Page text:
Draw out your Mickey Head on a piece of cardboard.  I use a larger tracing for the adult shirts and a reduced size for the kid shirts.  If you don’t feel confident in your free-hand abilities, find a nice Mickey Head image on your computer monitor (use a google image search), and then trace the picture with some lightweight paper right from the screen.  Freezer paper works nicely for this if you don’t have tracing paper at home.  Then cut out the head, and transfer the image to the cardboard.  Cut out the cardboard head, which can be reused over and over.

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Center your cardboard Mickey on the T-shirt, and then trace around it with a pencil.  Make sure the lines are dark enough to see, they will not be visable after the process is complete.

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Cut a length of dental floss, a yard or so long.  Thread it through your needle.  Starting anywhere you wish on the Mickey head, sew around your pencil line using small running stitches.  I do not knot the end, but rather leave a tail a foot or so long hanging out the end.  After the head is all basted, you are going to pull the ends of the floss to gather all the stitches up.  I typically do this as I go along sewing, every few inches, rather than at the end.  You will want the gather to be relatively tight, but be careful not to break your floss.

Starting stitches:

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All gathered up:

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Looks pretty funny right?  Now, take your nice thick rubber bands and loop them tightly around the base of the Mickey Head, directly under your basting stitches.  You should be close to the dental floss, but not covering it up.  I usually use about 4 medium bands for an adult shirt, and 3 for a small one.  Nice and tight, so no white is showing for about an inch thickness under Mickey.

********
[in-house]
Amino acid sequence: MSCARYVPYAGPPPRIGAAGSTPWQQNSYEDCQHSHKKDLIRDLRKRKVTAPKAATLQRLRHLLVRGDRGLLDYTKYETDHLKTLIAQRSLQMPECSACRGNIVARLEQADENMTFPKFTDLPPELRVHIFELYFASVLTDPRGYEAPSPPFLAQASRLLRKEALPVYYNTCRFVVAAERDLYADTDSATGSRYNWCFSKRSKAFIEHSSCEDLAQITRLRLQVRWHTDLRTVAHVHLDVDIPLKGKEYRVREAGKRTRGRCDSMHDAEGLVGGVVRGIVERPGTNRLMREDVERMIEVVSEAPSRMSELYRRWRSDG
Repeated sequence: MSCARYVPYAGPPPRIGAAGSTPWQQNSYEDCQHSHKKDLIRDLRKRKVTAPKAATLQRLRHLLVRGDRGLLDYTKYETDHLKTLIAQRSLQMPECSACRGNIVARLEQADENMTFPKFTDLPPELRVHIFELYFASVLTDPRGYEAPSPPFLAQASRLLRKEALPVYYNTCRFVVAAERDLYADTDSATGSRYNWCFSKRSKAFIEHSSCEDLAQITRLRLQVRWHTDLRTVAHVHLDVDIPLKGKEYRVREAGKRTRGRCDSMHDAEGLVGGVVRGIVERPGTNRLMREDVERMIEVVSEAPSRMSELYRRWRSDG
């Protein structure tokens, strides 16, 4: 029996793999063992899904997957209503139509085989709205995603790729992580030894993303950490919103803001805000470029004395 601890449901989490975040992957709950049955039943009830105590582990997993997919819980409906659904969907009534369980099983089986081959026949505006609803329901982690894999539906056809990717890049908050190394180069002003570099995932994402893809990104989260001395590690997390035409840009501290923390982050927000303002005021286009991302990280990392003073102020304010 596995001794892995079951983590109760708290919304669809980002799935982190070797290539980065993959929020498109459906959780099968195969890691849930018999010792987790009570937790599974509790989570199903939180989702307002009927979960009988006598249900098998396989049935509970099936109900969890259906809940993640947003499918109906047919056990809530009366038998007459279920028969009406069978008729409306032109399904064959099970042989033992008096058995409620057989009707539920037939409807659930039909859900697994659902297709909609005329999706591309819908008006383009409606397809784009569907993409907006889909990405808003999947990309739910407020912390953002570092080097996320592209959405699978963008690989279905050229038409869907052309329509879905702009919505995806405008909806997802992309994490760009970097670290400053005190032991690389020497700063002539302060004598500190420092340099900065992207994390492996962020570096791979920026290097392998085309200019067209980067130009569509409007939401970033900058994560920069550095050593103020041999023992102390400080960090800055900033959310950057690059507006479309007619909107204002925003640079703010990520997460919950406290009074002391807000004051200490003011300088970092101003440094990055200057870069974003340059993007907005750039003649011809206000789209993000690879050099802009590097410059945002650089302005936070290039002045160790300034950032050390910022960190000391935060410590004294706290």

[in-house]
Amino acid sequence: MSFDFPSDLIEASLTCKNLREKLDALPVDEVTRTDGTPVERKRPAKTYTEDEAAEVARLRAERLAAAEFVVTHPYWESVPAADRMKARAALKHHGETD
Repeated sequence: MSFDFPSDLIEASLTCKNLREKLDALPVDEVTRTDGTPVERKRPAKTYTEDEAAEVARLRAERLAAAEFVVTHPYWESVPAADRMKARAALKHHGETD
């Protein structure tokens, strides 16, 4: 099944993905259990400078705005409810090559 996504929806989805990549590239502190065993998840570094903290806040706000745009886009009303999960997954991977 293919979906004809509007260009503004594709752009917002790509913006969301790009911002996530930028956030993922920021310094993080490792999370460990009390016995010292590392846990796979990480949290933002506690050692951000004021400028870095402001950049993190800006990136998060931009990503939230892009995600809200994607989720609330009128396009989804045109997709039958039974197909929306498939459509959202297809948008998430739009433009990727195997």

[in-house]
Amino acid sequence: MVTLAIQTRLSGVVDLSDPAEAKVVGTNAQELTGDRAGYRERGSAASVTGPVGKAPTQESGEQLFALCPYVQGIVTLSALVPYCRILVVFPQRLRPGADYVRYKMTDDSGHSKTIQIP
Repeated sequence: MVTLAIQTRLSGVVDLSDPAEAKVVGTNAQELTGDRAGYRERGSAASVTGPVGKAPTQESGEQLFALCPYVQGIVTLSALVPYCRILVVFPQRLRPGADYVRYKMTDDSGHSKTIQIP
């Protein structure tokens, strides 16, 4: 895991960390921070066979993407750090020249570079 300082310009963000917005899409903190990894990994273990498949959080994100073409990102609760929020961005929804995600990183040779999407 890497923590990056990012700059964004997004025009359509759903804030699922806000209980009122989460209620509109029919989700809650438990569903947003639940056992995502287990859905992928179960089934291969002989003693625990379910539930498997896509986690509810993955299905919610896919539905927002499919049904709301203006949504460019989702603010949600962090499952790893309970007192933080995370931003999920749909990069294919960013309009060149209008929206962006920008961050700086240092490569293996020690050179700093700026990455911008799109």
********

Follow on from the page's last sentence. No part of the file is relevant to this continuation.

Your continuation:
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If you are making multiple shirts, repeat the above steps until they are all ready.  Now, you are going to soak the shirts in Soda Ash.  Fill your bucket with water, enough to cover the shirts completely, adding soda ash– about 1 cup to a gallon of water should do the trick.  I let my shirts soak for a couple of hours.  If you are in a rush I don’t think they need to soak that long, but at least 20 min.

Squeeze out some of the excess water, you may want to don your gloves at this point because the water will be very basic and can irritate sensitive skin.  Then, lay the shirt on a hard surface with the banded Mickey facing upwards and positioned in the center of the shirt.

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Now, using the Mickey head as your center, twist the shirt in the direction you want your spiral to run, until the entire shirt is all squished up.  Just tuck in those sleeves!